President Obama attempted to help our financial crisis in 2009 with his stimulus package, ARRA (American Recovery and Reinvestment Act). Unfortunately only 0.899 percent of these “relief funds” were targeted toward small businesses. Of course this ended up looking decent on paper in the short run, but it limited our potential for growth in the years to come.
Kicking the can has seemed to be a theme of our government over the last decade; it seems that rather than allowing us to hit bottom and construct long-term goals, we continue to provide failing banks and corporations “packages” to keep them on their feet. Rather than using tax money to keep these corporations from going bankrupt, why don’t we allow them to fail naturally and allow other corporations to grow?
What are your stances on these topics and how do you think the government can best fix our current economic issues?
Small businesses have long been known to be a main economic driver and source of growth. Sixty-five percent of new jobs in the last 15 years have been generated by small business. Why then are our president and government hindering the growth of small business?
A poll taken by CNBC found that 41 percent of the small businesses surveyed have frozen hiring because of Obama Care. The poll also found that 19 percent of owners answered “yes” when asked if they needed to reduce the number of employees they have due to the Affordable Health Care Act.
When you leave college, are you looking to be placed into a large corporation where you may only receive small wages and have little opportunity to prove yourself? Are you looking to be just another piece of someone’s puzzle?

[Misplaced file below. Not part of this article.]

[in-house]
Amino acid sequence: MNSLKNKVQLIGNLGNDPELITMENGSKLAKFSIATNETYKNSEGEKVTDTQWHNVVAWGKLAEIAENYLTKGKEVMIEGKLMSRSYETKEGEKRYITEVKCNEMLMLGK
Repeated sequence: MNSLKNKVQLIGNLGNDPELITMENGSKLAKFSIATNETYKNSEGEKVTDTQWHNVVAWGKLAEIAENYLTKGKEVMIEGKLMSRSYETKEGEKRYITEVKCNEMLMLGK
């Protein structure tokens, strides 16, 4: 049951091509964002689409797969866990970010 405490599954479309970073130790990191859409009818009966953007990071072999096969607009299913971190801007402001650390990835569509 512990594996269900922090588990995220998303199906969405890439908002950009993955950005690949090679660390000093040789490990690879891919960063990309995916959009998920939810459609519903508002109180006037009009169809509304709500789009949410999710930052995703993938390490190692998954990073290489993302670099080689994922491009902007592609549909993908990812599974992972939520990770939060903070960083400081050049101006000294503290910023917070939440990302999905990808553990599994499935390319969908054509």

Current tax rates and Obama Care are preventing small businesses to have the freedom to grow. Small businesses are being forced to cut staff and throttle back rather than expand. Capitalism is what has made our country the wealthiest in the world, centering our economy around a few gigantic corporations is not feeding that sense of capitalism.
It seems hard to imagine that after completely failing in a certain business and losing everything that you had to that business, you would want to try again down the same path. Before Gary had opened up his first Curves Fitness Center, he met his wife, Diane. In an interview with CBN.com Diane stated, “We had to start from probably worse than scratch, a brand-new start”.
Gary and Diane each had complete faith in God’s strength and leaned on him in these tough times. In the same interview, Gary states “Even today I talk about those biblical principles that I had placed as the foundation of my business and can attribute those principles as the key to our success”. He is referring to principles he got from the book The Secret Kingdom. Gary went on to say that they are now meeting the needs of over 2 million women. I am sure that Gary’s mother would be proud to know that there is now a Curves Fitness Center for every 2 McDonalds in America.
Gary Heavin is the founder of Curves International, the largest fitness center franchise in the world. I’m sure that he would be the first to tell you that there was no straight and clear path in getting there.
At age 13 Gary woke up to find that his mother had died in her sleep, and he had to tell his younger brothers that their mom had died and went to heaven. She had been suffering from depression and high blood pressure. After living with his father and stepmother who didn’t really want him as a teenager, Gary left home at an early age.
By the age of 26 Gary had owned 6 health clubs and a million dollar investment. 4 years later he had lost it all. He was forced to sell everything and lost his home with his children. Gary says that this is when he turned to God and let God work his plan for him.